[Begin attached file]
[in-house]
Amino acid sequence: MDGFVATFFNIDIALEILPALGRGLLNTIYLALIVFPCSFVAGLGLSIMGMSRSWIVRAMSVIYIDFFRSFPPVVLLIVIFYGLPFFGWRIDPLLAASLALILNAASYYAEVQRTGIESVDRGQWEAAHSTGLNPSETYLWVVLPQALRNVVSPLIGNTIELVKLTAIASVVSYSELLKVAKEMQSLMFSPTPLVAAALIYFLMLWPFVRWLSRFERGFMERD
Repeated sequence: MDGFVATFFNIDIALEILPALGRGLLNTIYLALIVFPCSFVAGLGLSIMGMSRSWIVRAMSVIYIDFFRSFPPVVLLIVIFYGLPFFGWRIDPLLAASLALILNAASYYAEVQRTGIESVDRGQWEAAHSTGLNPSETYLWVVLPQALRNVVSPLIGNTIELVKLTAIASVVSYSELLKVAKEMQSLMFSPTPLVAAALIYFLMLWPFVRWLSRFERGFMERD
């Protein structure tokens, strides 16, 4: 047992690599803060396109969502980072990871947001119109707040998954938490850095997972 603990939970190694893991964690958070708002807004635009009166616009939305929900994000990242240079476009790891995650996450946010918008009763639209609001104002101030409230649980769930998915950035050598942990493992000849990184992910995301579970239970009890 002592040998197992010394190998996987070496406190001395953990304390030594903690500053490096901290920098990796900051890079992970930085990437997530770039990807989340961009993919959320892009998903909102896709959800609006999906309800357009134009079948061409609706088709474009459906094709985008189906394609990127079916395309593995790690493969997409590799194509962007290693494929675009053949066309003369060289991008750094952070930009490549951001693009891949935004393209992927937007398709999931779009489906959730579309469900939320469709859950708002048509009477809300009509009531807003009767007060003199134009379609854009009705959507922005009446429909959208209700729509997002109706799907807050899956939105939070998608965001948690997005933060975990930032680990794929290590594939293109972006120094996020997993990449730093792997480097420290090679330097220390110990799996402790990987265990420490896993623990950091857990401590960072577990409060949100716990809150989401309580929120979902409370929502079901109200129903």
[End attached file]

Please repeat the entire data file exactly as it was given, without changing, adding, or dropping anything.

[in-house]
Amino acid sequence: MDGFVATFFNIDIALEILPALGRGLLNTIYLALIVFPCSFVAGLGLSIMGMSRSWIVRAMSVIYIDFFRSFPPVVLLIVIFYGLPFFGWRIDPLLAASLALILNAASYYAEVQRTGIESVDRGQWEAAHSTGLNPSETYLWVVLPQALRNVVSPLIGNTIELVKLTAIASVVSYSELLKVAKEMQSLMFSPTPLVAAALIYFLMLWPFVRWLSRFERGFMERD
Repeated sequence: MDGFVATFFNIDIALEILPALGRGLLNTIYLALIVFPCSFVAGLGLSIMGMSRSWIVRAMSVIYIDFFRSFPPVVLLIVIFYGLPFFGWRIDPLLAASLALILNAASYYAEVQRTGIESVDRGQWEAAHSTGLNPSETYLWVVLPQALRNVVSPLIGNTIELVKLTAIASVVSYSELLKVAKEMQSLMFSPTPLVAAALIYFLMLWPFVRWLSRFERGFMERD
């Protein structure tokens, strides 16, 4: 047992690599803060396109969502980072990871947001119109707040998954938490850095997972 603990939970190694893991964690958070708002807004635009009166616009939305929900994000990242240079476009790891995650996450946010918008009763639209609001104002101030409230649980769930998915950035050598942990493992000849990184992910995301579970239970009890 002592040998197992010394190998996987070496406190001395953990304390030594903690500053490096901290920098990796900051890079992970930085990437997530770039990807989340961009993919959320892009998903909102896709959800609006999906309800357009134009079948061409609706088709474009459906094709985008189906394609990127079916395309593995790690493969997409590799194509962007290693494929675009053949066309003369060289991008750094952070930009490549951001693009891949935004393209992927937007398709999931779009489906959730579309469900939320469709859950708002048509009477809300009509009531807003009767007060003199134009379609854009009705959507922005009446429909959208209700729509997002109706799907807050899956939105939070998608965001948690997005933060975990930032680990794929290590594939293109972006120094996020997993990449730093792997480097420290090679330097220390110990799996402790990987265990420490896993623990950091857990401590960072577990409060949100716990809150989401309580929120979902409370929502079901109200129903």